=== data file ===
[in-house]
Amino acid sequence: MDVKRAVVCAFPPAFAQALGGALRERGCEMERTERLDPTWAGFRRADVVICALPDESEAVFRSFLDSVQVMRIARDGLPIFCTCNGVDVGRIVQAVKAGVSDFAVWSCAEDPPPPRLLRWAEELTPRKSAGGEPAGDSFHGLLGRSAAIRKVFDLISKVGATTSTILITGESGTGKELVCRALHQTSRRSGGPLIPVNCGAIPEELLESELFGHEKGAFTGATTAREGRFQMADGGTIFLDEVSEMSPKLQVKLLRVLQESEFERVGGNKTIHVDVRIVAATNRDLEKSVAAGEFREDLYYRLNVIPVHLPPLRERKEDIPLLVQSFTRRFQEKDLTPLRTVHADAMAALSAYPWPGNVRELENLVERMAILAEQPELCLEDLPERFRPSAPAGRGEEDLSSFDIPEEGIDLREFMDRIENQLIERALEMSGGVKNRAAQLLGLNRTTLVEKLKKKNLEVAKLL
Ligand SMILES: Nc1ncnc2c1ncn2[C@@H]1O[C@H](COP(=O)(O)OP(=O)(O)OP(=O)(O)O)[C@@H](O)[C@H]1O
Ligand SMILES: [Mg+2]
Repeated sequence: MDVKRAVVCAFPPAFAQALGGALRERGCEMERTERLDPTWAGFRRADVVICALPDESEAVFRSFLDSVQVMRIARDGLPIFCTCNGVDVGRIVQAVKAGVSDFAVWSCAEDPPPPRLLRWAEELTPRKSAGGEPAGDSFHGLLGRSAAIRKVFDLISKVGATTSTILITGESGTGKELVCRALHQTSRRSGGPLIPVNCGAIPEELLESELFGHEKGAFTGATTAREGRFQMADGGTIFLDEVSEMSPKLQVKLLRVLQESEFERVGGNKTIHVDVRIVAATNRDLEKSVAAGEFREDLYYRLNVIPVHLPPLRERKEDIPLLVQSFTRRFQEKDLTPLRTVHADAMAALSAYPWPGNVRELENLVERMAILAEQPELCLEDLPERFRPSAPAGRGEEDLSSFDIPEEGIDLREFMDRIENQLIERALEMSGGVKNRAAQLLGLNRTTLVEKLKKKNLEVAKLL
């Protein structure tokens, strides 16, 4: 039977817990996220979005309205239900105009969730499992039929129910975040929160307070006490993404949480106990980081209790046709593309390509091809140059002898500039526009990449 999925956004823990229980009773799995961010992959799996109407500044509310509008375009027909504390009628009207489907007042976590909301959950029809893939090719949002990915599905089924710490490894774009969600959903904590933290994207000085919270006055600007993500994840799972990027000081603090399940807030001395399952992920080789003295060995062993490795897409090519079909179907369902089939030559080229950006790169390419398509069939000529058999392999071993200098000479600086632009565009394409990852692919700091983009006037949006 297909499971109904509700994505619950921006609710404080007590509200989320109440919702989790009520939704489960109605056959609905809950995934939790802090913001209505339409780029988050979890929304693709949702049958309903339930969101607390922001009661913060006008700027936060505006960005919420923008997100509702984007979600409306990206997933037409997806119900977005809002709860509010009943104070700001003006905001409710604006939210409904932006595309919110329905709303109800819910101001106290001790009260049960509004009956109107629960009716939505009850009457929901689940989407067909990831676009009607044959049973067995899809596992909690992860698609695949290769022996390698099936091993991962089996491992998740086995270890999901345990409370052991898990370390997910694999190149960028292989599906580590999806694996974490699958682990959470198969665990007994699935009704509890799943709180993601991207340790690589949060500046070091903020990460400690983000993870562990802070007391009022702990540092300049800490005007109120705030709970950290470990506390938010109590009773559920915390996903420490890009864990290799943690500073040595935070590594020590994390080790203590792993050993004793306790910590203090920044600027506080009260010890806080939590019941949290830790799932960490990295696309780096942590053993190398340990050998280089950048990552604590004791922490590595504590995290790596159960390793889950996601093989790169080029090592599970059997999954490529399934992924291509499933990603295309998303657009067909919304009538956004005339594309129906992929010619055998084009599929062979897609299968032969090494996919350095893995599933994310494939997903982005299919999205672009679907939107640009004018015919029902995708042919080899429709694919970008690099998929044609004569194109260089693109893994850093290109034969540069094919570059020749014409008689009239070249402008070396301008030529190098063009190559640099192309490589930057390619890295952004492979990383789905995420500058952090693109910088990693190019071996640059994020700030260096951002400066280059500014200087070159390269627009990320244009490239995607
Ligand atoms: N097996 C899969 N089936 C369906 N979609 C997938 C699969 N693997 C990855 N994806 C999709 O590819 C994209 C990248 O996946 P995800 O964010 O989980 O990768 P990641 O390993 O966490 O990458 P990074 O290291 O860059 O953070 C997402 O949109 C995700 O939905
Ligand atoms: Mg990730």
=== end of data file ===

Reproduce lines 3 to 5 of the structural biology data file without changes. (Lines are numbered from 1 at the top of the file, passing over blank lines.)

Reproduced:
Ligand SMILES: Nc1ncnc2c1ncn2[C@@H]1O[C@H](COP(=O)(O)OP(=O)(O)OP(=O)(O)O)[C@@H](O)[C@H]1O
Ligand SMILES: [Mg+2]
Repeated sequence: MDVKRAVVCAFPPAFAQALGGALRERGCEMERTERLDPTWAGFRRADVVICALPDESEAVFRSFLDSVQVMRIARDGLPIFCTCNGVDVGRIVQAVKAGVSDFAVWSCAEDPPPPRLLRWAEELTPRKSAGGEPAGDSFHGLLGRSAAIRKVFDLISKVGATTSTILITGESGTGKELVCRALHQTSRRSGGPLIPVNCGAIPEELLESELFGHEKGAFTGATTAREGRFQMADGGTIFLDEVSEMSPKLQVKLLRVLQESEFERVGGNKTIHVDVRIVAATNRDLEKSVAAGEFREDLYYRLNVIPVHLPPLRERKEDIPLLVQSFTRRFQEKDLTPLRTVHADAMAALSAYPWPGNVRELENLVERMAILAEQPELCLEDLPERFRPSAPAGRGEEDLSSFDIPEEGIDLREFMDRIENQLIERALEMSGGVKNRAAQLLGLNRTTLVEKLKKKNLEVAKLL